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Medieval Tradition Re-Enactment by Admiral of Dublin Port Highlights Significant Commercial and Cultural Links between the City and the Port

Lord Mayor Performs 522 Year Old ‘CASTING OF THE SPEAR’ Medieval Ceremony at Dublin Port

The Lord Mayor of Dublin and Admiral of Dublin Port, Cllr. Emer Costello, today performed the 522 year old “Casting of the Spear” ceremony at Dublin Port. 

The “Casting of the Spear” dates as far back as 1488 when the then Lord Mayor, Thomas Mayler set out on his horse to ride the city’s boundaries.  Historical records show that he rode out onto the strand as far as a man might ride and from there he cast a spear into the sea.  At that time, casting the spear demonstrated the extent of the city boundaries eastwards.  From that day onwards each year the Lord Mayor of Dublin re-enacts this medieval ceremony. 

The ceremony was re-enacted this morning when the Lord Mayor travelled out into Dublin Bay onboard a Dublin Port tug boat and launched a spear deep into Dublin Bay’s cold waters, and once again marked the position of the city boundaries eastwards.

Dublin Port, as an organisation, has a long and remarkable history also, dating back over 300 years. There have been many famous moments and famous visitors in that time.

Captain William Bligh (of "Mutiny on the Bounty" fame) has left a lasting legacy on the port and city.  Bligh conducted a study of the tidal flows in Dublin Bay, which led to the construction of the Great South Wall. This construction has resulted in the formation of the present Bull Island, which did not exist in 1800. This amenity is now home to among other amenities two golf courses and an internationally renowned bird sanctuary.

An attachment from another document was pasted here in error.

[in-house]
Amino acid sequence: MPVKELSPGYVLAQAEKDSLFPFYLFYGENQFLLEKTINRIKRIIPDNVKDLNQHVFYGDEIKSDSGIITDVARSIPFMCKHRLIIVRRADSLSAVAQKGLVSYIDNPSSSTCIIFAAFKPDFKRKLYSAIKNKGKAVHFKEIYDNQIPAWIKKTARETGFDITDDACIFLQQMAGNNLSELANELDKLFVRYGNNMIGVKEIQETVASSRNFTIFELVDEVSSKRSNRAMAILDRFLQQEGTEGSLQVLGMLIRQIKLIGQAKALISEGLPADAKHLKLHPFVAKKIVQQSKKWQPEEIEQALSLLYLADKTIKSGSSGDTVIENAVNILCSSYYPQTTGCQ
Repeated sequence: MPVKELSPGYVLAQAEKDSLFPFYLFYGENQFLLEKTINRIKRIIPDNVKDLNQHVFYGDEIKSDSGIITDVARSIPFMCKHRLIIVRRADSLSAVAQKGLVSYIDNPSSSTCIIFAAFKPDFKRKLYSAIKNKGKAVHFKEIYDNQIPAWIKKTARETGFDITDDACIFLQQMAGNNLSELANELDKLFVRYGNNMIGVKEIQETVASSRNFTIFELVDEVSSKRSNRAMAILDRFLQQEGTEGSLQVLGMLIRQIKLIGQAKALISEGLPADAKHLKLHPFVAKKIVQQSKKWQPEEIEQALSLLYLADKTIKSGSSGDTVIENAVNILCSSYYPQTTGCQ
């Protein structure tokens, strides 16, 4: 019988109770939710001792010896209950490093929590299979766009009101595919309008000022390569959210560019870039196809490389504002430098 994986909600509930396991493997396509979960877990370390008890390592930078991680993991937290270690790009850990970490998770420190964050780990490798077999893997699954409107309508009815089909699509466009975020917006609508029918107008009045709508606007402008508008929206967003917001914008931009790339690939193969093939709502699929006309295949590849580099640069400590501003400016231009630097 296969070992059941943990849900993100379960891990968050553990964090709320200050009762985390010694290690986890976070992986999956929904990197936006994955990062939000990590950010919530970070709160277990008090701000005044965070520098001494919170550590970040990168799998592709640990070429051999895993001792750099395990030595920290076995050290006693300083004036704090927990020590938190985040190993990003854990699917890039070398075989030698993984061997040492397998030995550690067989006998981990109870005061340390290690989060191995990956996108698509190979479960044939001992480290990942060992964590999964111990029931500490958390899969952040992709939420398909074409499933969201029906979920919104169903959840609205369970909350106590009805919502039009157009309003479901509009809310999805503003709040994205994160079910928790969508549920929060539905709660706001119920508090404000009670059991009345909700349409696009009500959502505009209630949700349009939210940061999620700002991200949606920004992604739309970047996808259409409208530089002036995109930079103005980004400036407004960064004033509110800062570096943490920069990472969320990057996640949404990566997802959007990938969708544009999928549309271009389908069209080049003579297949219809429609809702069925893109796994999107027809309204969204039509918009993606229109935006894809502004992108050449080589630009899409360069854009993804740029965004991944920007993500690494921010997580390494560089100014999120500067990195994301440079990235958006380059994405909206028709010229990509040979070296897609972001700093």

Another interesting historical link with Dublin Port is the tale of the ‘Ouzel Galley’, an Irish merchant ship that set sail from Dublin Port in 1695. After failing to return for three years it was presumed lost at sea. In 1698 a panel comprising the city’s most eminent merchants was set up to settle the question of insurance. The panel’s ruling was that the ship had indeed been lost and that its owners and insurers should receive their due compensation. The galley’s complement of thirty-seven crew and three officers were declared dead and the insurance was paid out.

However, after a further two years had elapsed, she mysteriously reappeared with her full complement of crew and a valuable cargo of spices and exotic goods.  By this stage the insurance had been paid out on the in some cases the ‘widows’ of the sailors ‘lost’ at sea had remarried!

Speaking at the ceremony to mark the tradition of ‘Casting the Spear’ Lord Mayor of Dublin and Admiral of its Port, Cllr. Emer Costello, said: “It’s a tremendous honour, as admiral of Dublin Port, to take part in such a treasured, time-honoured local tradition. Over the course of the last 500 years, Dublin Port has played an instrumental role in the development of our capital city. Having Ireland’s biggest port so close to the city, in the heart of our capital, adds a great competitive advantage. As a gateway to European and international markets, Dublin Port continues to play a central role in supporting the country’s return to economic growth”.

Responding to the Admiral of the Port, Dublin Port Company Chief Executive Mr. Enda Connellan said: “Dublin Port is immensely proud of its heritage, its long links with the City and the contribution it has played in the life of this city and country. This ceremony reminds us of where Ireland’s largest city has come from over the last 500 years and how the port has played its role in its development, facilitating €35 billion of trade per year and supporting 4,000 real jobs.”

Date Published: Tuesday 22. of June 2010

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